I often wonder why Jimmy Stewart, an actor known for having a wholesome nature in an out of character, would play increasingly misogynistic roles in Hitchcock’s films over a span of a decade.
I’m sure he had his pick of other scripts and Hitchcock wasn’t the only brilliant director around (*read any other piece I’ve written on him and you’ll recognize my admiration for his skills, but not for his particularly twisted attitude towards women). So, why did Stewart dive into cahoots with Hitchcock in script after script, knowingly demeaning dozens of fellow actresses?
This baffles me, though it probably shouldn’t: this was a period of high masculinism in post World War Western Culture. Still, the blatantly abusive treatment of costars must be addressed, even so many decades later, especially in the case of films that filmmakers still copy and revere.
Stewart often plays the savior. He’s a detective healing from a fall or resigning after a big scare; the professor catching a lie; the businessman who’s son was kidnapped- in all cases, he loses control and must regain it by the end of the film. In one case, he fails because he insists on becoming his own worst enemy. This is Stewart in “Vertigo” (1958).
Stewart begins somewhat impotent- he fails to catch a bad guy and fails to prevent the death of a colleague due to an extreme case of vertigo. He quits the police force and casually offers to marry his friend, an artist who turned down his proposal years before. But he has no passions and figures he never will, so she is as good as he’ll ever encounter…until he drops her completely for a ghost.
Stewart’s character, Scottie, is assigned to watch a wealthy man’s wife to see what she’s up to in her spare time. Judy, played by Kim Novak, is classically chilly, emotionally disconnected, blond, and naive- a Hitchcock leading lady. This character is beautiful, but nearly robotic in her movements. She is supposedly in a daze- swept away by the spirit of her long dead great grandmother- but really she’s an imposter playing the role of a dead woman walking. The scheme falls through when the ex-detective Scottie not only fails to protect Madeleine, but to stay detached as a professional priority: he falls in love with the woman.
Scottie falls into an obsessive love with Madeleine- a woman who doesn’t really exist. When he fails to save her, his obsession with her unearthliness grows. There she was, a ghost, possibly a figment- Scottie’s waking dream. In this state, she can be found again and physically shaped if he looks hard and carefully enough. He succeeds: he spots a dead-ringer for Madeleine working in a shop, one day.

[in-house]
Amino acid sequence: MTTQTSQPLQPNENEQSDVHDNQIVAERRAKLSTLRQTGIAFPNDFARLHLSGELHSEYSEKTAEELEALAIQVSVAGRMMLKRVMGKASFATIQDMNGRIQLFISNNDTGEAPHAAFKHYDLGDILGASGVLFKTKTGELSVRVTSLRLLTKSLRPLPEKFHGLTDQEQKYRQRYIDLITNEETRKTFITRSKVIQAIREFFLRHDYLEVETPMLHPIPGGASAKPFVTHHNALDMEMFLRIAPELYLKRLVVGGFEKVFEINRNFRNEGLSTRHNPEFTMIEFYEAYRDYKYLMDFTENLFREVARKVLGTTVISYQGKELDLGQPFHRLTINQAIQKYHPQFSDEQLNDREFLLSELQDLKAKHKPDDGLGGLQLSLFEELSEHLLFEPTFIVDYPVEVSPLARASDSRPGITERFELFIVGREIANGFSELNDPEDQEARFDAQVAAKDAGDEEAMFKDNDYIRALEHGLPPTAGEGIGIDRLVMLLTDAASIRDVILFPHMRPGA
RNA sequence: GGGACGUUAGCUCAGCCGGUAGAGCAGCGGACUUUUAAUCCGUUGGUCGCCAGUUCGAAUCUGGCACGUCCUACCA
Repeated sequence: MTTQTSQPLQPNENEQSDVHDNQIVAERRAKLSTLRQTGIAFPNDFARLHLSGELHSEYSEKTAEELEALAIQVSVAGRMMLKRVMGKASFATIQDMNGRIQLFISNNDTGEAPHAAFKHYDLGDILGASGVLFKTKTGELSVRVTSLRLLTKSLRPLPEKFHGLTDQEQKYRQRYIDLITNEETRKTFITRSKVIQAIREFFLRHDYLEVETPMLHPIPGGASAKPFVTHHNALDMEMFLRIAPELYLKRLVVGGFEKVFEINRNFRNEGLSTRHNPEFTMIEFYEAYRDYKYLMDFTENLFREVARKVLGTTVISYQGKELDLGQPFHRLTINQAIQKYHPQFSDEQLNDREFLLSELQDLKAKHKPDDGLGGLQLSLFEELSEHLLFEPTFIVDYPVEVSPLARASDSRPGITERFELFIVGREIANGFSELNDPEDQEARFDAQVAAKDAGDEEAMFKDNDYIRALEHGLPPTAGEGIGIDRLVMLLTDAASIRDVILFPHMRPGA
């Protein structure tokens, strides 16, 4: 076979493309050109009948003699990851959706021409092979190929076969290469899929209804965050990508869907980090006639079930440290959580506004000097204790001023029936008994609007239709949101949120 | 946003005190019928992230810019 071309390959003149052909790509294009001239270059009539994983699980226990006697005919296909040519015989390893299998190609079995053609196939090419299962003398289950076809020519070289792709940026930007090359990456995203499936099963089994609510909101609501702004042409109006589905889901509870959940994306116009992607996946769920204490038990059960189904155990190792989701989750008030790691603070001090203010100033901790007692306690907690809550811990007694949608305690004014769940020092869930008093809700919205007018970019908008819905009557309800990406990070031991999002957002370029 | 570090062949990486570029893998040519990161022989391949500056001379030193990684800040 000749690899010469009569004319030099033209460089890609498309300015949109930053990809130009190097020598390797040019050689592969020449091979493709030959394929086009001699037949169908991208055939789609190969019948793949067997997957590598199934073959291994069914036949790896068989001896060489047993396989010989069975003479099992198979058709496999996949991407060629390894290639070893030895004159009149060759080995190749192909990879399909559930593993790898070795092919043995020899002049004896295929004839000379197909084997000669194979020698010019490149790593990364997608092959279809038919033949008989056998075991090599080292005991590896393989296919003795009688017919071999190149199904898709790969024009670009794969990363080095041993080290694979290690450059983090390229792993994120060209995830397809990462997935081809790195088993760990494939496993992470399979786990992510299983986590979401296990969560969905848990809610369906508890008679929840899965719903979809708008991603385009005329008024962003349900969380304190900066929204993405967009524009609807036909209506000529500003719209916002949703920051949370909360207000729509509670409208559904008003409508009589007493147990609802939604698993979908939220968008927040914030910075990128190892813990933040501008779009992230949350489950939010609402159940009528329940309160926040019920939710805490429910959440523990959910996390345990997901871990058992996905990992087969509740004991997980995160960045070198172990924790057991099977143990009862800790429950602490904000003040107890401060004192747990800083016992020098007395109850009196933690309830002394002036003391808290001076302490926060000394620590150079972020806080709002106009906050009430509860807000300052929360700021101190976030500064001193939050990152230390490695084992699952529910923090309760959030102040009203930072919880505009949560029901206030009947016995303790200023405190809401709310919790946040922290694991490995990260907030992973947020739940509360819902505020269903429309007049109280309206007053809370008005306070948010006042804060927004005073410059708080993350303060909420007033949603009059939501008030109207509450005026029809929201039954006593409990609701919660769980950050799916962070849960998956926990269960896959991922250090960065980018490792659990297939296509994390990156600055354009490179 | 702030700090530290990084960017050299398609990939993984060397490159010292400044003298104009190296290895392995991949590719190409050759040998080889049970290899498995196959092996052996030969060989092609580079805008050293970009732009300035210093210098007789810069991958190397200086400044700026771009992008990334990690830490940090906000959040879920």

Scottie forces the shop girl, Judy, into leaving her independent life and living solely for the purpose of becoming the dead lover. Judy hesitates not only because the thought of having to become someone dead -killing yourself in the process, and all to be adored- is repulsive, but because she has already been the woman. Judy is reliving the past and the one she loved in that past is forcing her to do so…but not as herself, as she hoped: in the fateful guise, only.
Since the entire point of Novak’s role is to exist in three roles -as Madeleine, as The Imposter, and as Judy- all for use by Scottie, as Dreams to fulfill his desires, and because this obsession can only fail, Madeleine, the imposter, AND Judy must die. The loss of all facets of this dream is inevitable and vital to understanding Scottie’s absolute impotence as a character. But first he has to strain through to prove he has power…in all the wrong ways, leading only to suffering. Unfortunately, Novak’s overcompensating pawn-like characters are doomed from the start.
In many ways, Novak’s character is better developed because she gets pulled apart in such a physical way. She is also the object of an obsession focused in the gaze, so her appearance is almost taken from a myopic consciousness. She is viewed so up-close that we almost feel her emotions ourselves- quaking, excitement, pain. Unfortunately, since she exists as a vehicle for Scottie’s satisfaction, she is taken less seriously and judged more as an object than the subject she proves herself to be in the course of the film.